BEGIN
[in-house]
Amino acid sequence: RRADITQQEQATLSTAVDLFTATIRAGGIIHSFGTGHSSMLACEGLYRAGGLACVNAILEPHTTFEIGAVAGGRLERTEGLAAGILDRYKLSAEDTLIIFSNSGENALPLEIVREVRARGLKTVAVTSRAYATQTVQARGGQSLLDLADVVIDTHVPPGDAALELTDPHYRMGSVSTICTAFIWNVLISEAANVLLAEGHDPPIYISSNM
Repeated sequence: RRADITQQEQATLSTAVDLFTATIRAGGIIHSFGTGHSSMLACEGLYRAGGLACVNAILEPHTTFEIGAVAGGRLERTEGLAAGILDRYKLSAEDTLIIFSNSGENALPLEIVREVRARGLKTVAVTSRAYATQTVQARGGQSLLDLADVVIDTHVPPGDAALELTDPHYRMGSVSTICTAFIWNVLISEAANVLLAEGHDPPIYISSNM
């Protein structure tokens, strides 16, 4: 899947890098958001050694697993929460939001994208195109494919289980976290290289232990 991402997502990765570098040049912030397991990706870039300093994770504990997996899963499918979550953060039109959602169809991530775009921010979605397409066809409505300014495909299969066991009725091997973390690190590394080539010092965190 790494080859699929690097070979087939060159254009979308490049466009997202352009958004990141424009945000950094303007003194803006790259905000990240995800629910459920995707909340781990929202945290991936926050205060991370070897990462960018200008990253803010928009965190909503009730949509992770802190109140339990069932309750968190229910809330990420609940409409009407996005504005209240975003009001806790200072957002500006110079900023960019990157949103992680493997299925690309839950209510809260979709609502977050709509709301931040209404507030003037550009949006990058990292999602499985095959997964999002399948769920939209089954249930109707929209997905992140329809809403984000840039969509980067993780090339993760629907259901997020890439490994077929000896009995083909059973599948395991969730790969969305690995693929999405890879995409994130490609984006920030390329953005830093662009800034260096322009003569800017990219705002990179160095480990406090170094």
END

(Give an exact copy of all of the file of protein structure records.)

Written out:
[in-house]
Amino acid sequence: RRADITQQEQATLSTAVDLFTATIRAGGIIHSFGTGHSSMLACEGLYRAGGLACVNAILEPHTTFEIGAVAGGRLERTEGLAAGILDRYKLSAEDTLIIFSNSGENALPLEIVREVRARGLKTVAVTSRAYATQTVQARGGQSLLDLADVVIDTHVPPGDAALELTDPHYRMGSVSTICTAFIWNVLISEAANVLLAEGHDPPIYISSNM
Repeated sequence: RRADITQQEQATLSTAVDLFTATIRAGGIIHSFGTGHSSMLACEGLYRAGGLACVNAILEPHTTFEIGAVAGGRLERTEGLAAGILDRYKLSAEDTLIIFSNSGENALPLEIVREVRARGLKTVAVTSRAYATQTVQARGGQSLLDLADVVIDTHVPPGDAALELTDPHYRMGSVSTICTAFIWNVLISEAANVLLAEGHDPPIYISSNM
């Protein structure tokens, strides 16, 4: 899947890098958001050694697993929460939001994208195109494919289980976290290289232990 991402997502990765570098040049912030397991990706870039300093994770504990997996899963499918979550953060039109959602169809991530775009921010979605397409066809409505300014495909299969066991009725091997973390690190590394080539010092965190 790494080859699929690097070979087939060159254009979308490049466009997202352009958004990141424009945000950094303007003194803006790259905000990240995800629910459920995707909340781990929202945290991936926050205060991370070897990462960018200008990253803010928009965190909503009730949509992770802190109140339990069932309750968190229910809330990420609940409409009407996005504005209240975003009001806790200072957002500006110079900023960019990157949103992680493997299925690309839950209510809260979709609502977050709509709301931040209404507030003037550009949006990058990292999602499985095959997964999002399948769920939209089954249930109707929209997905992140329809809403984000840039969509980067993780090339993760629907259901997020890439490994077929000896009995083909059973599948395991969730790969969305690995693929999405890879995409994130490609984006920030390329953005830093662009800034260096322009003569800017990219705002990179160095480990406090170094």